Bjornsen [P] Reese Brown

American skier Erik Bjornsen was the next best North American at 25th at 2:19 minutes back, but when his start time was subtracted from Klaebo’s, he had the 11th fastest time of the day –  something he couldn’t stop smiling about. “It’s crazy. I never would have thought this, but I was with a strong group. I was in the lead for a little bit, and with a kilometer and a half to go I tried to get into position.

“Eleventh on time of the day – definitely that’s my best result. I felt like I was flying for the first lap. There were fast guys, Heikkinen, Kershaw, Andrew Young. It was so fun but it was so weird.” Bjornsen said he was worried he might not have the legs for the whole race, “But luckily I felt like I was racing well.”

Kershaw and Bjornsen [P] Reese Brown
Canada’s Devon Kershaw was 26th at 2:21 minutes back, but wasn’t as enthusiastic even though he had a top 30 finish. “I’m not super thrilled – I did what I could. Unfortunately I got stuck in a big group when a break happened, so I was hoping for more.”

Kershaw plans on contesting for a spot on the 2018 Olympic team. If he makes it, it will be his fourth Olympic Games. “An Olympic medal is all the team is missing at this point. It’s a tall order for me but I’m ready to support Alex who’s ready to take that step.”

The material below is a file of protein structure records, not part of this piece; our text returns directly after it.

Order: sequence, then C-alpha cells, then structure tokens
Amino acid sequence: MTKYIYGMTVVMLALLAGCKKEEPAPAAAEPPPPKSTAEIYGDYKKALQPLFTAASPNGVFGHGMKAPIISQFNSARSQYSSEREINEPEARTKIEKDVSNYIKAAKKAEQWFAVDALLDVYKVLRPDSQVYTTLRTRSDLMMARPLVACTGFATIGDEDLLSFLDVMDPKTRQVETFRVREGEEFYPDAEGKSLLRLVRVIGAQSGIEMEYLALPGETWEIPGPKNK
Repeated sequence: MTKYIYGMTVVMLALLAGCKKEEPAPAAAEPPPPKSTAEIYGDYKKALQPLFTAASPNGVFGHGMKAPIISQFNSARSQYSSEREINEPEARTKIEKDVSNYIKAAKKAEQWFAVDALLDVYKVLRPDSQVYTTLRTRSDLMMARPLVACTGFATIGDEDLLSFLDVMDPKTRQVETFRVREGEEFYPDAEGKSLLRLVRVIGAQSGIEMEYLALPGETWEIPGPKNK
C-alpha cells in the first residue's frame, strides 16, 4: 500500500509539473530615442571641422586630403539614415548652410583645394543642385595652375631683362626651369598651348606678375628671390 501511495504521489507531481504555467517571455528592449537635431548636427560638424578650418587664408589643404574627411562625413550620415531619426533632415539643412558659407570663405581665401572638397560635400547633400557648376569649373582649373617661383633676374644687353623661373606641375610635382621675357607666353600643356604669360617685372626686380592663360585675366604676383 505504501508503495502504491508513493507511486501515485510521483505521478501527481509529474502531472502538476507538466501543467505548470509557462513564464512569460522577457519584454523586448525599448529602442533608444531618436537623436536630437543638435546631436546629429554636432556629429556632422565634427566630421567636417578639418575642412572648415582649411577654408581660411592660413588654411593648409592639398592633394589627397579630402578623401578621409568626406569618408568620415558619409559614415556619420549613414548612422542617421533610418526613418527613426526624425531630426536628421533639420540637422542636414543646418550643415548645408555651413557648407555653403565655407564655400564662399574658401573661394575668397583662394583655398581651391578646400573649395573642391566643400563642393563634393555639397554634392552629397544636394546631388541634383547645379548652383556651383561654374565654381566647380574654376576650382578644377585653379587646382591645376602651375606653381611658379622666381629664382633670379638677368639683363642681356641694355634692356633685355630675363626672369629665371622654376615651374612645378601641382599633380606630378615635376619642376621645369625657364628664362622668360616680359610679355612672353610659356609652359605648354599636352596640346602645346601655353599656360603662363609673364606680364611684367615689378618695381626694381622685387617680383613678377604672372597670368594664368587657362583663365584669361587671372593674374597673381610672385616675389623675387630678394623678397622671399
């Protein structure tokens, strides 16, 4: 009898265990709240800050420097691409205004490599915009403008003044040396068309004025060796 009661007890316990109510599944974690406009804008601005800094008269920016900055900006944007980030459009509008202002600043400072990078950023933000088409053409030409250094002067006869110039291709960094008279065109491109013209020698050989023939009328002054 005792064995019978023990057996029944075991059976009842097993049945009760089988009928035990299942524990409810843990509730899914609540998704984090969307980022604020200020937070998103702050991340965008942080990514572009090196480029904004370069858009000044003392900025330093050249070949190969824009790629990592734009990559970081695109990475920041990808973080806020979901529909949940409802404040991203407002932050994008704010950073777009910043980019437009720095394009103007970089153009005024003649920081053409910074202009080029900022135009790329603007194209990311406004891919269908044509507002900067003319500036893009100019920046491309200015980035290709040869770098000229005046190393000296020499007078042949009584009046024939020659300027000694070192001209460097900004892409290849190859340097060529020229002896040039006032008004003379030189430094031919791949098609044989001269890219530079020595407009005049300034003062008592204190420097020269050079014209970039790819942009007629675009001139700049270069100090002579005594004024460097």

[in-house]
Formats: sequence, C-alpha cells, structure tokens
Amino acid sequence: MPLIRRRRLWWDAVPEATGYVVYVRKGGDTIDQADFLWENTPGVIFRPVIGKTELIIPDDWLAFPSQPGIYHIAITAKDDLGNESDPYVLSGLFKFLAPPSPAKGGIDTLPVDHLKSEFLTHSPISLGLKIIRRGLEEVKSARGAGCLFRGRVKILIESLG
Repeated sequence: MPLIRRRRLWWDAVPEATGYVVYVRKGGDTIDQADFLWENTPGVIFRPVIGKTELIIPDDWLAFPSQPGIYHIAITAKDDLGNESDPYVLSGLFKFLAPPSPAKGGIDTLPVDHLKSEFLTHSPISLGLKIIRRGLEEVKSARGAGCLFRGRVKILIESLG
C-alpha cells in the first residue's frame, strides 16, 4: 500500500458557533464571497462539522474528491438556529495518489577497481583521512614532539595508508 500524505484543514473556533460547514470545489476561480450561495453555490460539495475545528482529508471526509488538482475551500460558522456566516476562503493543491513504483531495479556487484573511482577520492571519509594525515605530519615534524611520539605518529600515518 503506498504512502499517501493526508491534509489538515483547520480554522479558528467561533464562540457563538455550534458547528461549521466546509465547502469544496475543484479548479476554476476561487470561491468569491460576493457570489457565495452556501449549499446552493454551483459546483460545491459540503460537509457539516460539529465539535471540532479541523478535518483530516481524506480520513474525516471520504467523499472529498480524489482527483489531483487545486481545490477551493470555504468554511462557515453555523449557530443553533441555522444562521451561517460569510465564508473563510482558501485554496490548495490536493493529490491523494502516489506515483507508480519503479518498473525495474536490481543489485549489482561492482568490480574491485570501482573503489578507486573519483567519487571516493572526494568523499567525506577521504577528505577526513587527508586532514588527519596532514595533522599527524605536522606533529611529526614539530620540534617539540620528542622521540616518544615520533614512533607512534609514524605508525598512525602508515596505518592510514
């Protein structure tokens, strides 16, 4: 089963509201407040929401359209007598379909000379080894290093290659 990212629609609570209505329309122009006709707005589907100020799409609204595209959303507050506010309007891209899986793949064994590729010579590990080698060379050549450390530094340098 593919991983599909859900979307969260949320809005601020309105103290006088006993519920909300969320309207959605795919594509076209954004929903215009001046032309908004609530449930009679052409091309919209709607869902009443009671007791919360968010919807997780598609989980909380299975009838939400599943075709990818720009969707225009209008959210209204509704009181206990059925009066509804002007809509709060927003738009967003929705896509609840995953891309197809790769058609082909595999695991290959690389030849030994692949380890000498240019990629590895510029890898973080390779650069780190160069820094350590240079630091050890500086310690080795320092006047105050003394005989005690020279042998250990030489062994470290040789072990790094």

Patterson [P] Reese Brown
The start line was packed with Canadian and US skiers something both teams were excited about and want to see more of in the years to come. Top 50 finishers included USA’s Scott Patterson in 41st (at 3:45:6 minutes), Canada’s Graeme Killick 42nd (3:45:9 minutes), USA’s David Norris (4:15:9 minutes), Andrew Newell 44th (4:23:0 minutes), Simeon Hamilton 45th (4:23:4 minutes), Patrick Caldwell 46th (4:25:6 minutes), Mathew Phillip Gelso 49th (4:32:3 minutes).

Killick [P] Reese Brown

The Canadians head straight to Canmore, Alta. where the National Championships have already commenced while the Americans end their North American season at the SuperTour in Alaska at the end of March.

Pursuit results here.
Fastest of the day here.
Overall WCup standings here.